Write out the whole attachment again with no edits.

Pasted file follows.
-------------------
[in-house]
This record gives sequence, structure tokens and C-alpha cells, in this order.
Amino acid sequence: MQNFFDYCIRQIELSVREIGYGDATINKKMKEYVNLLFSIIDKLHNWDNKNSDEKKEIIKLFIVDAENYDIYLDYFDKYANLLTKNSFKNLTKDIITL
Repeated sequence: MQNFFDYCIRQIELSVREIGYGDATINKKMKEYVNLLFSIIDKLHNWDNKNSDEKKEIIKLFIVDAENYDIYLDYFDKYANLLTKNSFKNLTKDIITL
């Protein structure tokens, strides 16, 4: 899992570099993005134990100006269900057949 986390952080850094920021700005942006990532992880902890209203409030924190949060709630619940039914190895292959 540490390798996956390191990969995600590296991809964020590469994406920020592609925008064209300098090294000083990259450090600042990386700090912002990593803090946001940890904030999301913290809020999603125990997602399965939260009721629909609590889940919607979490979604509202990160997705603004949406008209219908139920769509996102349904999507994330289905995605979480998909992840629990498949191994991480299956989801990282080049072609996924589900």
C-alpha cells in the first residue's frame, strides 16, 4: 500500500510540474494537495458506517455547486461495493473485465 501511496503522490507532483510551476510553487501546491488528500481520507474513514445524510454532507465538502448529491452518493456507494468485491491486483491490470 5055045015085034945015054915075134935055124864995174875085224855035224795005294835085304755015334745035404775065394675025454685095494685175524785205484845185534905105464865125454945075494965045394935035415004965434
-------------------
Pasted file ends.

[in-house]
This record gives sequence, structure tokens and C-alpha cells, in this order.
Amino acid sequence: MQNFFDYCIRQIELSVREIGYGDATINKKMKEYVNLLFSIIDKLHNWDNKNSDEKKEIIKLFIVDAENYDIYLDYFDKYANLLTKNSFKNLTKDIITL
Repeated sequence: MQNFFDYCIRQIELSVREIGYGDATINKKMKEYVNLLFSIIDKLHNWDNKNSDEKKEIIKLFIVDAENYDIYLDYFDKYANLLTKNSFKNLTKDIITL
């Protein structure tokens, strides 16, 4: 899992570099993005134990100006269900057949 986390952080850094920021700005942006990532992880902890209203409030924190949060709630619940039914190895292959 540490390798996956390191990969995600590296991809964020590469994406920020592609925008064209300098090294000083990259450090600042990386700090912002990593803090946001940890904030999301913290809020999603125990997602399965939260009721629909609590889940919607979490979604509202990160997705603004949406008209219908139920769509996102349904999507994330289905995605979480998909992840629990498949191994991480299956989801990282080049072609996924589900």
C-alpha cells in the first residue's frame, strides 16, 4: 500500500510540474494537495458506517455547486461495493473485465 501511496503522490507532483510551476510553487501546491488528500481520507474513514445524510454532507465538502448529491452518493456507494468485491491486483491490470 5055045015085034945015054915075134935055124864995174875085224855035224795005294835085304755015334745035404775065394675025454685095494685175524785205484845185534905105464865125454945075494965045394935035415004965434